Mosley, Mora and fans all lose
- Harry How/Getty ImagesSergio Mora, front, did his best to turn his fight with Shane Mosley into a track meet.
LOS ANGELES -- Nobody won. Not Shane Mosley, not Sergio Mora and certainly not the fans, who suffered through their awful junior middleweight fight, which was declared a split draw on Saturday night at Staples Center.
The 13,591 fight fans at Golden Boy Promotions' Mexican bicentennial celebration card booed throughout the fight, except during brief bursts of action in the late rounds. Many rounds were close, because there was not nearly enough happening to satisfy the crowd, which cheered throughout the knockout-filled undercard.
When Golden Boy CEO Richard Schaefer joked about a rematch immediately after the fight, none of the ringside reporters laughed. Then he turned serious when asked what he thought.
"I think we had a great Saul Alvarez, a great Victor Ortiz and a great Daniel Ponce De Leon (who all won on the undercard) and the main event was what it was," Schaefer said.
In the end, the judges couldn't agree on a winner between the Southern California natives. Judge Kermit Bayless scored it 115-113 for Mora while David Denkin had it 116-112 for Mosley. Judge Lou Moret had it 114-114. ESPN.com scored it 117-111 for Mosley, who appeared quicker and busier and worked Mora's body very well.
"We both fought hard. It was a good fight, so it was a good decision," said Mosley, who tried to make points with the heavily Mexican crowd by wearing the green, red and white of Mexico's flag and having "Azucar" -- Spanish for his nickname "Sugar" -- stitched into his waistband. "He's not a big puncher, so he had to box more."
While Mora, a former junior middleweight titleholder and 2005 winner of "The Contender" reality series, claimed victory, he also said he essentially backed off because he thought he was winning.
Ever hear that one before?[+] EnlargeAP Photo/Jae C. HongShane Mosley, right, seemed to do enough to earn the nod over Sergio Mora.
"I came to win. I wanted to win but my respect for Shane got in my way," said Mora, 29, who split two title fights with Vernon Forrest, who beat Mosley twice. "I should have listened to my corner. They were telling me it was a close fight, but I thought I was winning the fight. So because of my respect for him, I loosened up and didn't want to hurt him.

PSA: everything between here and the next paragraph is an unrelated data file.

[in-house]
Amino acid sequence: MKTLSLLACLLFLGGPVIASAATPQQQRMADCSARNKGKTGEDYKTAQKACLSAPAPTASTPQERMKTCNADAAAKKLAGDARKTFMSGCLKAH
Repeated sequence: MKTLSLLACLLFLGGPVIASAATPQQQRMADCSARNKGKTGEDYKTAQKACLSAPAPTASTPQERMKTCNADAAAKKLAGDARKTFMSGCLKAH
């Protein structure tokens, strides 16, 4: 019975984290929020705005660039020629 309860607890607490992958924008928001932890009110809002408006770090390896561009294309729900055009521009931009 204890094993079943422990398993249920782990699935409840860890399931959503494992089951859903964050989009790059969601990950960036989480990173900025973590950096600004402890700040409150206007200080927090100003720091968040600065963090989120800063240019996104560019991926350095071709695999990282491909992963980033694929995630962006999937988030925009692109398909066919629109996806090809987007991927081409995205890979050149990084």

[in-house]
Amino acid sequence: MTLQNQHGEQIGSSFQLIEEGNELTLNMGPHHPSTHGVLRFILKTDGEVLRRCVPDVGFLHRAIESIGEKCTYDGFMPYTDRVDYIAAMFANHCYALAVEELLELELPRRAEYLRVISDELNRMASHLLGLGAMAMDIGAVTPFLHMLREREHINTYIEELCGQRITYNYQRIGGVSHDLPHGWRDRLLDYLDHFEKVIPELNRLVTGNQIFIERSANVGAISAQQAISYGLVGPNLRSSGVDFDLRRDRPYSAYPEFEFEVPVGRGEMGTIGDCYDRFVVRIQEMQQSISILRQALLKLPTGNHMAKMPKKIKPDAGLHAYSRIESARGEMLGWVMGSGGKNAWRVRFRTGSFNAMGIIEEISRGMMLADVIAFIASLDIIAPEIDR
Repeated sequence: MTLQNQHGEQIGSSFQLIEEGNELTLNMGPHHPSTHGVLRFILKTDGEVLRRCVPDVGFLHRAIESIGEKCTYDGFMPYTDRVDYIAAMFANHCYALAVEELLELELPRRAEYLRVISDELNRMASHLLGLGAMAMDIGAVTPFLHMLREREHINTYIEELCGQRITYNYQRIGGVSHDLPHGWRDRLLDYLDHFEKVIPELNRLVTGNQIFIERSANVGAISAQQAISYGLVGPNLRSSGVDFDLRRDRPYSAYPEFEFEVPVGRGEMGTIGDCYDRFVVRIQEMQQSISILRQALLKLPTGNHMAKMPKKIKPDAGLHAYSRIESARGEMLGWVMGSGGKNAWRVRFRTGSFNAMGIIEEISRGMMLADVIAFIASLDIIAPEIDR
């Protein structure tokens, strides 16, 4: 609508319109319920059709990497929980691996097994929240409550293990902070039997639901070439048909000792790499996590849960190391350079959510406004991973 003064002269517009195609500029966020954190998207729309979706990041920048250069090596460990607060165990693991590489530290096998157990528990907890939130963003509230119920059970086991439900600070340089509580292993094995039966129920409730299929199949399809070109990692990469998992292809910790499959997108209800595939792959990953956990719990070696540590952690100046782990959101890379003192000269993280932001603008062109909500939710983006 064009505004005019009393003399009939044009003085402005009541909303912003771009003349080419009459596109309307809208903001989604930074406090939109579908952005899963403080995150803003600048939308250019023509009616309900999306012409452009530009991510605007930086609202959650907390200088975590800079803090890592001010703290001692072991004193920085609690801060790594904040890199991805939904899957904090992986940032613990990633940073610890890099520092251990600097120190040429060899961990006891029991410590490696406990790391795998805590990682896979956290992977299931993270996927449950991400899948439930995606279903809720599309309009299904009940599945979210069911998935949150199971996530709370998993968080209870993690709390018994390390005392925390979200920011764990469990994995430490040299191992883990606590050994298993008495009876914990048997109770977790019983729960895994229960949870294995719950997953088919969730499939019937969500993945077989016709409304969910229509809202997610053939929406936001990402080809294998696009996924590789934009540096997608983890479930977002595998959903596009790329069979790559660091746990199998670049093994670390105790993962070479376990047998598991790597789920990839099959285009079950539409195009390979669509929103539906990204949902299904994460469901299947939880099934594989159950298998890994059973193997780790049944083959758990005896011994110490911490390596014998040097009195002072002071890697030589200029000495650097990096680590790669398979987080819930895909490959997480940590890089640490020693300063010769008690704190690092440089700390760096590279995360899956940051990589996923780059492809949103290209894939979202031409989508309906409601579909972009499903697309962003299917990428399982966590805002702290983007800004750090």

"He threw really good punches. He hit me with some hard shots. He's a smart fighter. I think going 12 rounds with Shane Mosley says something in and of itself, but honestly I thought I won that fight."
If you examine the CompuBox statistics, Mosley had the edge. He landed 161 of 522 blows (31 percent) while Mora connected on just 93 of 508 punches (18 percent).
The result is not going to enhance either fighter's marketability.
Mosley (46-6-1, 39 KOs), the former lightweight, welterweight and junior middleweight champ, is 39 and was coming off a lopsided decision to Floyd Mayweather Jr. in May in the year's biggest fight.
Before the fight, Mosley said he hoped beating Mora would set him up for a fight with Manny Pacquiao or rematches with Mayweather and Miguel Cotto.
But in his second subpar performance in a row, the likely future Hall of Famer is clearly fading fast and those fights appear unlikely.
He chalked up his performance to struggling with a taller, bigger man. Mora (21-1-2, 6 KOs) was coming down from middleweight for the 154-pound fight and could not make weight. He was officially 157 pounds at Friday's weigh-in.
Mosley, who made $1 million, also received an additional $57,000 from Mora's $285,000 purse because he missed weight and was penalized 20 percent by the California State Athletic Commission.
While there will not be an HBO replay of the fight (be thankful), HBO Latino, the network's Spanish-language outlet, will air a replay, along with the Alvarez-Carlos Baldomir and Ortiz-Vivian Harris undercard fights, at 10 p.m. ET next Saturday.
Mosley was coming back up from welterweight, where he had fought his five previous fights. He used that to explain his performance.
"This is a different fight because he's a middleweight and coming down and I had to move up," Mosley said. "This would be different if I was fighting someone my same size and height."
Mosley opened a cut over Mora's right eye in the fourth round on an accidental head butt, but it did not appear to hamper Mora.
The fight was filled with wrestling and holding and Mora running from Mosley. There were times when Mora opened up with some right hands, but his punches never seemed to do any damage to Mosley, who looked very tired in the final two rounds.
"He moved and ran away a lot and rested and held," Mosley said. "There was also a lot of head butts and it really affected me. He was moving so much it was hard for me to get my shots off. I still want to fight someone my weight and my size like Cotto. He won't run as much."
Cotto outpointed Mosley in a razor-close welterweight title bout in 2007. Cotto moved up to junior middleweight and won a belt by stopping Yuri Foreman in June. He does not have a set opponent for his first defense, which is supposed to be Dec. 4.
However, a rematch with Mosley would likely be hard to make given the bad blood between Golden Boy and Cotto's promoter, Top Rank.
After Mosley's performance, however, would people even want to see it?
Maybe, maybe not. But certainly more than a rematch with Mora.
Dan Rafael is the boxing writer for ESPN.com. Follow him on Twitter @danrafaelespn.
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